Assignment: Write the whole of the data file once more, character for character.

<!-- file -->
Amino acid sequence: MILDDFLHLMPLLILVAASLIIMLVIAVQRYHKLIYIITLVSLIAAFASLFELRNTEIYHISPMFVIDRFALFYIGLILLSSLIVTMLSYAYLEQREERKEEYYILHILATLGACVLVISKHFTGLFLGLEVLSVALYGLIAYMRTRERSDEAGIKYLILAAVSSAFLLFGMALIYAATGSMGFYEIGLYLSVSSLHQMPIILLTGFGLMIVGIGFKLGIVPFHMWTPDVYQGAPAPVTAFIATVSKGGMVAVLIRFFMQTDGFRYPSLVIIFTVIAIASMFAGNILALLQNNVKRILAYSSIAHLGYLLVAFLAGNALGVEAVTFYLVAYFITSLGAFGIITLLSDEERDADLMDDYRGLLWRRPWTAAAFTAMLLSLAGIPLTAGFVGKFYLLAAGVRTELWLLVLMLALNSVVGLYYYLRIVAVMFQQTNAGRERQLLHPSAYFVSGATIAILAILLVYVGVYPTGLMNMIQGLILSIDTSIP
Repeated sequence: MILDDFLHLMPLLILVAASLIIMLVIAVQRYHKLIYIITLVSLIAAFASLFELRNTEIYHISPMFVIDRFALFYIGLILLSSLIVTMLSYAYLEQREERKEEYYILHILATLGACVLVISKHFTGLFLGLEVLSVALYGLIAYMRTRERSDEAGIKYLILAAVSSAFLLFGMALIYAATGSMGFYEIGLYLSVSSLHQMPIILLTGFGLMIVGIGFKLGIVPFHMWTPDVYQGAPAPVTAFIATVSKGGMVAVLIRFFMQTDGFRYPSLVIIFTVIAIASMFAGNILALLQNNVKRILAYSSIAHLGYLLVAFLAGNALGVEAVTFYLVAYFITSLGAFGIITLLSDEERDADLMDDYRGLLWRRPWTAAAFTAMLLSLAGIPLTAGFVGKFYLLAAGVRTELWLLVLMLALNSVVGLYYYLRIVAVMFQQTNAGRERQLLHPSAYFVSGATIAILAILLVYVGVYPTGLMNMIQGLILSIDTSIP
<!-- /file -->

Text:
Amino acid sequence: MILDDFLHLMPLLILVAASLIIMLVIAVQRYHKLIYIITLVSLIAAFASLFELRNTEIYHISPMFVIDRFALFYIGLILLSSLIVTMLSYAYLEQREERKEEYYILHILATLGACVLVISKHFTGLFLGLEVLSVALYGLIAYMRTRERSDEAGIKYLILAAVSSAFLLFGMALIYAATGSMGFYEIGLYLSVSSLHQMPIILLTGFGLMIVGIGFKLGIVPFHMWTPDVYQGAPAPVTAFIATVSKGGMVAVLIRFFMQTDGFRYPSLVIIFTVIAIASMFAGNILALLQNNVKRILAYSSIAHLGYLLVAFLAGNALGVEAVTFYLVAYFITSLGAFGIITLLSDEERDADLMDDYRGLLWRRPWTAAAFTAMLLSLAGIPLTAGFVGKFYLLAAGVRTELWLLVLMLALNSVVGLYYYLRIVAVMFQQTNAGRERQLLHPSAYFVSGATIAILAILLVYVGVYPTGLMNMIQGLILSIDTSIP
Repeated sequence: MILDDFLHLMPLLILVAASLIIMLVIAVQRYHKLIYIITLVSLIAAFASLFELRNTEIYHISPMFVIDRFALFYIGLILLSSLIVTMLSYAYLEQREERKEEYYILHILATLGACVLVISKHFTGLFLGLEVLSVALYGLIAYMRTRERSDEAGIKYLILAAVSSAFLLFGMALIYAATGSMGFYEIGLYLSVSSLHQMPIILLTGFGLMIVGIGFKLGIVPFHMWTPDVYQGAPAPVTAFIATVSKGGMVAVLIRFFMQTDGFRYPSLVIIFTVIAIASMFAGNILALLQNNVKRILAYSSIAHLGYLLVAFLAGNALGVEAVTFYLVAYFITSLGAFGIITLLSDEERDADLMDDYRGLLWRRPWTAAAFTAMLLSLAGIPLTAGFVGKFYLLAAGVRTELWLLVLMLALNSVVGLYYYLRIVAVMFQQTNAGRERQLLHPSAYFVSGATIAILAILLVYVGVYPTGLMNMIQGLILSIDTSIP